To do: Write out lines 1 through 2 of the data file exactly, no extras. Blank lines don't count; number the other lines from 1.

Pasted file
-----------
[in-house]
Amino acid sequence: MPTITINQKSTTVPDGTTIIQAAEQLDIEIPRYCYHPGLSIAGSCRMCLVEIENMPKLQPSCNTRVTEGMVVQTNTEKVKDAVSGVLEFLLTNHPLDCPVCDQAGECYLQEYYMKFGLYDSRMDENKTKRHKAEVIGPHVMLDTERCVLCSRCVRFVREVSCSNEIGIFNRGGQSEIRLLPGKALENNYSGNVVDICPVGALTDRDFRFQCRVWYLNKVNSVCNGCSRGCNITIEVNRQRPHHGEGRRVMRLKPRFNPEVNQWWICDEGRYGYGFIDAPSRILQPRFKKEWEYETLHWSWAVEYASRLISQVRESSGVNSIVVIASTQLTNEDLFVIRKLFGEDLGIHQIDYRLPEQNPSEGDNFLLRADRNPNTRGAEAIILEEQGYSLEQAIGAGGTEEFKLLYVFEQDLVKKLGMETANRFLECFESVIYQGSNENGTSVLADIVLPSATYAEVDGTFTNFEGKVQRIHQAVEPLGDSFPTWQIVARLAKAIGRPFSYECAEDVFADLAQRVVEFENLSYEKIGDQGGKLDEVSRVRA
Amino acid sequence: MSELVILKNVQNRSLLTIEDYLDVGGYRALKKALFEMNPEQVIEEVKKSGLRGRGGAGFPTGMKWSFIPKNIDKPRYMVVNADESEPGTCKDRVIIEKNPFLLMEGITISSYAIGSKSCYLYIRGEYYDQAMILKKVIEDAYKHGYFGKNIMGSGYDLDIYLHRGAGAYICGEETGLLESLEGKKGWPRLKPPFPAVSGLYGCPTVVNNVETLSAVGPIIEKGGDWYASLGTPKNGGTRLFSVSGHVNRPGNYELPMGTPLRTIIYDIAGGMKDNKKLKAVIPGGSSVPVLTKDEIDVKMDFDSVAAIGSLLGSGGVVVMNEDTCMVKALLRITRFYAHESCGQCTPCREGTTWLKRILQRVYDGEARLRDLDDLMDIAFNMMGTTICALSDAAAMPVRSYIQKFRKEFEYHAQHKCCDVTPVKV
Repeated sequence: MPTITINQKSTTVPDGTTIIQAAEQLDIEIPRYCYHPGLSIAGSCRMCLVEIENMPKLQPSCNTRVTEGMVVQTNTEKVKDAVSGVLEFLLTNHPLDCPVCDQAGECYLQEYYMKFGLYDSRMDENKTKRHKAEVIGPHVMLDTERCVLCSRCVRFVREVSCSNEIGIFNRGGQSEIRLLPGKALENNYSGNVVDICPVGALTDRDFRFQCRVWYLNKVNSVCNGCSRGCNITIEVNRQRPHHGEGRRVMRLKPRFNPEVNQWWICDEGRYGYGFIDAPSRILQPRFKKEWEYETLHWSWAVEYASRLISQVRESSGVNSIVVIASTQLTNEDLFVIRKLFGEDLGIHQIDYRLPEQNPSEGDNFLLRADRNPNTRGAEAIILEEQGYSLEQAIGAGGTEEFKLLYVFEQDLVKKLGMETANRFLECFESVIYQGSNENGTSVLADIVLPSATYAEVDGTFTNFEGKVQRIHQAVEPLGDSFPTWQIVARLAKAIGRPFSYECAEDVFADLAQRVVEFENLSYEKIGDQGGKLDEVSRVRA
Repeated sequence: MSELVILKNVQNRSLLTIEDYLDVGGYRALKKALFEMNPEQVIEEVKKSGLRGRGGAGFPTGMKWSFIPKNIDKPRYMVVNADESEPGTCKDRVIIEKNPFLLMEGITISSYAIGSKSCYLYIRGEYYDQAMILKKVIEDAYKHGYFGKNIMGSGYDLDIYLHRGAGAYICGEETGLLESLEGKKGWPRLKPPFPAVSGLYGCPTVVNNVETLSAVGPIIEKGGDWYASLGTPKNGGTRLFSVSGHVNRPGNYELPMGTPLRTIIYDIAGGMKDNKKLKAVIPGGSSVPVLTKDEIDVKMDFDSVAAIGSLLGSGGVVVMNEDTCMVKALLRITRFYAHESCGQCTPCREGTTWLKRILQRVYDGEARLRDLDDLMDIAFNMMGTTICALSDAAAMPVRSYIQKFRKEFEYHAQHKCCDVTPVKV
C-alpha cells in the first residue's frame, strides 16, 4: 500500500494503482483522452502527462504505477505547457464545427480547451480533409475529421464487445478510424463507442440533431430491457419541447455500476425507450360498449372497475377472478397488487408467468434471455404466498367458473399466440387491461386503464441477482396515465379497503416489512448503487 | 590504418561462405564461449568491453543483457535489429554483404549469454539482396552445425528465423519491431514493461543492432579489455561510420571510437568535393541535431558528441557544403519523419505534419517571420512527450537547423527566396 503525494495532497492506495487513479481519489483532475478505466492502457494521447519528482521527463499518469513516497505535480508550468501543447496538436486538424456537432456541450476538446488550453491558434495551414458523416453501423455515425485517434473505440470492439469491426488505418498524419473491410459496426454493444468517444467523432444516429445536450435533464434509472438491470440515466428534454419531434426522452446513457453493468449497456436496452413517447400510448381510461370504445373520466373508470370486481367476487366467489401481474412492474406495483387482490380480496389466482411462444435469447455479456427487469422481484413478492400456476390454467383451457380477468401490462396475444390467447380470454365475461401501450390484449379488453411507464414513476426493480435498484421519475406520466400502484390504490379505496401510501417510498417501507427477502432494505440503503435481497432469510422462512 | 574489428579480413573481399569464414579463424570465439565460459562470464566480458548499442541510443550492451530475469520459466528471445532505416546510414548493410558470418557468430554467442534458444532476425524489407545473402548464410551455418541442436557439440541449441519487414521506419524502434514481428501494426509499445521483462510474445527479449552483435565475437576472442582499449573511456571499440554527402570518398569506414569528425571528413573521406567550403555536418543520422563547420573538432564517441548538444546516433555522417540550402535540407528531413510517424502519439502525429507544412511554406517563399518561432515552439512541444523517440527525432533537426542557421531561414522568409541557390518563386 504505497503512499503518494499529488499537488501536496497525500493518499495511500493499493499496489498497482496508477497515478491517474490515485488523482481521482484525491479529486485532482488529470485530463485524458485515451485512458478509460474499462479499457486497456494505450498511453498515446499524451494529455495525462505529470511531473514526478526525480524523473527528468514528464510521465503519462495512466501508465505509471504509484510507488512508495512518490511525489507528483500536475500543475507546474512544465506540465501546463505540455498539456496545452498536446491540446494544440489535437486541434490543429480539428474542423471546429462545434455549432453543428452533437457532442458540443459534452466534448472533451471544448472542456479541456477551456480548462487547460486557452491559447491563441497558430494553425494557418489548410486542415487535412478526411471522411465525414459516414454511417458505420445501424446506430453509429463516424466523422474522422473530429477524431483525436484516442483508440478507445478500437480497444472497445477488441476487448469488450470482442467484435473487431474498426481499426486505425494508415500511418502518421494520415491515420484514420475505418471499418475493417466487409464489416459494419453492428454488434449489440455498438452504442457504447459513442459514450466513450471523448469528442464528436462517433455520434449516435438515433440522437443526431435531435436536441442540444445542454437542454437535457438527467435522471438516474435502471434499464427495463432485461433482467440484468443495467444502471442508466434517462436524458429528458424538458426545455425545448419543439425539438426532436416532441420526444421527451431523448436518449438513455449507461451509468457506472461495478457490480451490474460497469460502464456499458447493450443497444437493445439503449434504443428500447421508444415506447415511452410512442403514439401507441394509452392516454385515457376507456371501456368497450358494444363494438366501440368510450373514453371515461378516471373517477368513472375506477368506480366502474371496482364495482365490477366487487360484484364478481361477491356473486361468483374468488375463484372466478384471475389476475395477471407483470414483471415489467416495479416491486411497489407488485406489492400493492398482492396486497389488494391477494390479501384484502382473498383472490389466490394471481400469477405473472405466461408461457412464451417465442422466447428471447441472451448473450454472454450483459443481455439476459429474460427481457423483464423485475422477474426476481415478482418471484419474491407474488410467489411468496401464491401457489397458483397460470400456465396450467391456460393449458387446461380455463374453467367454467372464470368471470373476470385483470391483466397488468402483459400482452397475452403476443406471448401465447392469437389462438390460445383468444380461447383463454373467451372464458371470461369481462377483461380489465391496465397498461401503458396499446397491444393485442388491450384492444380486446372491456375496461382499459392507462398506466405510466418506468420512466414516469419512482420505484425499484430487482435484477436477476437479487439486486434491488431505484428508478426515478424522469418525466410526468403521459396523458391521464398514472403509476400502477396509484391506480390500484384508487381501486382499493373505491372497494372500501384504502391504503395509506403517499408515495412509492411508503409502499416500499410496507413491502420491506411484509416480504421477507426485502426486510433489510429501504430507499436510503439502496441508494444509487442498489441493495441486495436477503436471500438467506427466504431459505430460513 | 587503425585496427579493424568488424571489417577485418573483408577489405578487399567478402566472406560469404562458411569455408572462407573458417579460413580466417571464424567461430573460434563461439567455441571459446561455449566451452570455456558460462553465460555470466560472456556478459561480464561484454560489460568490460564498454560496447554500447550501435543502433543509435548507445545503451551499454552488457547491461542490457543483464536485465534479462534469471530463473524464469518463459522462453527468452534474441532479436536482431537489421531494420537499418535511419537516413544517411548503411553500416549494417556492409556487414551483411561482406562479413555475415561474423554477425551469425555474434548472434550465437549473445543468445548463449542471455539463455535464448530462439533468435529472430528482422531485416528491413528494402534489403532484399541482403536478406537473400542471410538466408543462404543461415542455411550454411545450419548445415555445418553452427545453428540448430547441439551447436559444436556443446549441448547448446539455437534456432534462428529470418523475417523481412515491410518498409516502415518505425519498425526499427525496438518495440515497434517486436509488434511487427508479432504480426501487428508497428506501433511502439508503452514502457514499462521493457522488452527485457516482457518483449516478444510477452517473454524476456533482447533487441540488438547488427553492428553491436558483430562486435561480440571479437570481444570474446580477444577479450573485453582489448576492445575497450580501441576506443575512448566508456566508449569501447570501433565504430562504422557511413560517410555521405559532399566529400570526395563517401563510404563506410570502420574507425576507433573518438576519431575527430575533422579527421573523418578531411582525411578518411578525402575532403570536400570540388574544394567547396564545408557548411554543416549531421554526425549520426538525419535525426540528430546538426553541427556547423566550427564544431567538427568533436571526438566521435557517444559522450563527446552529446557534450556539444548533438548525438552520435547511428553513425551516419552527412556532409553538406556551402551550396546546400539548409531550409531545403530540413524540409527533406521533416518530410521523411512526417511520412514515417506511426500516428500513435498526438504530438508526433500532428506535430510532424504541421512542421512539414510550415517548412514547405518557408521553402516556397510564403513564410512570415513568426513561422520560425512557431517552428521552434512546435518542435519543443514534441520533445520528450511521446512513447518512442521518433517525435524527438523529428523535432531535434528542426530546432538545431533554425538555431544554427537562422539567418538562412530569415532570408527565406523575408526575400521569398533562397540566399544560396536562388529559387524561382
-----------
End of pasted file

[in-house]
Amino acid sequence: MPTITINQKSTTVPDGTTIIQAAEQLDIEIPRYCYHPGLSIAGSCRMCLVEIENMPKLQPSCNTRVTEGMVVQTNTEKVKDAVSGVLEFLLTNHPLDCPVCDQAGECYLQEYYMKFGLYDSRMDENKTKRHKAEVIGPHVMLDTERCVLCSRCVRFVREVSCSNEIGIFNRGGQSEIRLLPGKALENNYSGNVVDICPVGALTDRDFRFQCRVWYLNKVNSVCNGCSRGCNITIEVNRQRPHHGEGRRVMRLKPRFNPEVNQWWICDEGRYGYGFIDAPSRILQPRFKKEWEYETLHWSWAVEYASRLISQVRESSGVNSIVVIASTQLTNEDLFVIRKLFGEDLGIHQIDYRLPEQNPSEGDNFLLRADRNPNTRGAEAIILEEQGYSLEQAIGAGGTEEFKLLYVFEQDLVKKLGMETANRFLECFESVIYQGSNENGTSVLADIVLPSATYAEVDGTFTNFEGKVQRIHQAVEPLGDSFPTWQIVARLAKAIGRPFSYECAEDVFADLAQRVVEFENLSYEKIGDQGGKLDEVSRVRA